Published: July 5, 2013

Aspiring artists at CU-Boulder can learn some of what it takes to become a successful artist in the real world by rubbing shoulders with working professional artists through the Visiting Artist Program.

"It’s a way for our students to engage with professionals in their field," said Valerie Albicker, director of the Visiting Artist Program. "Students have the opportunity to witness the thought process and research practices of working artists. More often than not it’s the message more than an object of beauty."

Established in 1972, the Visiting Artist Program in the Department of Art and Art History was developed to bring East and West Coast professional artists to Colorado. The program is now international in scope.

The Visiting Artist Program and the Visiting Scholar Program feature some of the most compelling artists and scholars working today. Each year a diverse group of nationally and internationally recognized artists and art historians are invited to campus to present their work and ideas through lectures, performances and conversations.

Featured artists work in a diverse selection of media, from printmaking and performance videos to photography, sculpture and mixed media.

During their stay, artists present a public lecture; work closely with graduate and undergraduate students; meet with students for individual critiques; and contribute to the program’s long-running What Follows, a professionally produced artist interview series.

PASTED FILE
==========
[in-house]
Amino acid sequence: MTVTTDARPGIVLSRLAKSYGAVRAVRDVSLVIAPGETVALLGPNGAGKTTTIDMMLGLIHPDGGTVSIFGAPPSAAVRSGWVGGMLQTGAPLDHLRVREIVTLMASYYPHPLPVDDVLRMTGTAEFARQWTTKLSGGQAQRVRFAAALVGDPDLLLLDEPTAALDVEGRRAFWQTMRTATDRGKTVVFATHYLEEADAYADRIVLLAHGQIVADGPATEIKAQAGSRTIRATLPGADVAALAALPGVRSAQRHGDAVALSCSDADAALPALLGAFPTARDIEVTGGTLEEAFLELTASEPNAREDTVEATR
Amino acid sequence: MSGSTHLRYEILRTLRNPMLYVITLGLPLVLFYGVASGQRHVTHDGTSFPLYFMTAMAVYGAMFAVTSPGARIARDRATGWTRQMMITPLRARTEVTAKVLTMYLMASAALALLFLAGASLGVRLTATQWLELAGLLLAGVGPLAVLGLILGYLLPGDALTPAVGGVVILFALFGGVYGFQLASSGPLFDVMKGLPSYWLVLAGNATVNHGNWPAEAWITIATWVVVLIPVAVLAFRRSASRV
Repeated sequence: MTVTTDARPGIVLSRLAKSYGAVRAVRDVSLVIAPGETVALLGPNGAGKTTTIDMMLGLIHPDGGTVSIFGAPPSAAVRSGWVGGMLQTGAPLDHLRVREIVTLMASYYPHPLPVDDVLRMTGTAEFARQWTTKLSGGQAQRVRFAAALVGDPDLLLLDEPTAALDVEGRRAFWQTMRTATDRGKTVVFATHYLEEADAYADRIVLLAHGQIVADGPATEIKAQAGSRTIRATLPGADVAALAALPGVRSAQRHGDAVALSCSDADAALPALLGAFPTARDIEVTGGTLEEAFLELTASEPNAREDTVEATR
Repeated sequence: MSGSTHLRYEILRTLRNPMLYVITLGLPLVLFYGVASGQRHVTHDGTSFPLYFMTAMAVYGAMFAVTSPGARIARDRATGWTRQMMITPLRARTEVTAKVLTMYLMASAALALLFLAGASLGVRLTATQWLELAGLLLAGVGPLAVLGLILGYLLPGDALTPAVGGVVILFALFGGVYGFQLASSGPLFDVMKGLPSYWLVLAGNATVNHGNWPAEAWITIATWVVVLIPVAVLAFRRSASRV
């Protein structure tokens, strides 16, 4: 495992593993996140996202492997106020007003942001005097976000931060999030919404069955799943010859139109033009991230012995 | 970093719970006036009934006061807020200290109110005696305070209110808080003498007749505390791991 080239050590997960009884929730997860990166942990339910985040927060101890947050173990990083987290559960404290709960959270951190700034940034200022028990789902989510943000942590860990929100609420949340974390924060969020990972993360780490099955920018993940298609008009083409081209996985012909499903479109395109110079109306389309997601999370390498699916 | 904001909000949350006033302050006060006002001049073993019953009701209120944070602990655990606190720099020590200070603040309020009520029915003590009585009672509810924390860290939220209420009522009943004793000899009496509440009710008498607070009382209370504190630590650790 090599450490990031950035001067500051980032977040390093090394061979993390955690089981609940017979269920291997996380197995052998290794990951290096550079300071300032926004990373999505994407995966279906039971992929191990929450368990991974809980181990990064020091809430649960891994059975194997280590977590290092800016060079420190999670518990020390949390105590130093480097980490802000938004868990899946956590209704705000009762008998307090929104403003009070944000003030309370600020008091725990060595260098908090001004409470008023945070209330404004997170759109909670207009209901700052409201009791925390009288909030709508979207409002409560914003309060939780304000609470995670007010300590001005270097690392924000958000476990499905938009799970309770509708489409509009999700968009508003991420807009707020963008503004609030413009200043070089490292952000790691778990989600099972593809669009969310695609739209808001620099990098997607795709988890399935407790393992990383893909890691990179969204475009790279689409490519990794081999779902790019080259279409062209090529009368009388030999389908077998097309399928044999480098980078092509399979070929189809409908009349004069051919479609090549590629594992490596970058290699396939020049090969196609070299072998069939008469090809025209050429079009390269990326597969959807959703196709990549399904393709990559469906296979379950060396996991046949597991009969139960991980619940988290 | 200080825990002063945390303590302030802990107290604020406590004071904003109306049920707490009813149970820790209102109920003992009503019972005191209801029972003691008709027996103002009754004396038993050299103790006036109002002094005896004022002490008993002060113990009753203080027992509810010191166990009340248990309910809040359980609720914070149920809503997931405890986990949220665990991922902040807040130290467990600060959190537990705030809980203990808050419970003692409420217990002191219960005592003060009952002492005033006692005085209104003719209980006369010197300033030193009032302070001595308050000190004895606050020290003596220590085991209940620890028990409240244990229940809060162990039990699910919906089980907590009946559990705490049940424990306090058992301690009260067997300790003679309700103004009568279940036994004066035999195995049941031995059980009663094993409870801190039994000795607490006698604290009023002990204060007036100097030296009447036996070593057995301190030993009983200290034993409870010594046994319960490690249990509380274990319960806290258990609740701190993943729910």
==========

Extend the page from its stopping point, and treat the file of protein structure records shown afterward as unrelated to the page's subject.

The artist program brings in 10-12 artists a year split between the fall and spring semesters. Some artists, such as ceramicists and printmakers, produce a piece of art to show the process of how they create a piece of artwork.

The scholar program invites three to five highly regarded art historians to campus to explore the discipline of art history. During their weeklong visit, the scholars work closely with graduate students and present their research and published papers at a public lecture.

“Our program focuses on conceptual art practices,” said Albicker. “Concepts or ideas involved in the work take precedence over traditional aesthetic and material concerns. The work is intended to jar people into or out of a way of thinking, to get them to engage in new ways and to share in a dialogue.”

Through these programs, undergraduates and graduate students benefit from exposure to the artists’ and scholars’ work, engaging with them in collaborative dialogues about the art-making process. Students also benefit from critiques of their own work.

“Our intention is to give students a deeper understanding of what it takes to succeed in the art world,” said Albicker.

All lectures in this series are free and open to the public. For more information, contact Valerie Albicker at 303- 492-2539.

Photo: Kim Johngku, a guest artist from Korea, who will present his work in February 2014.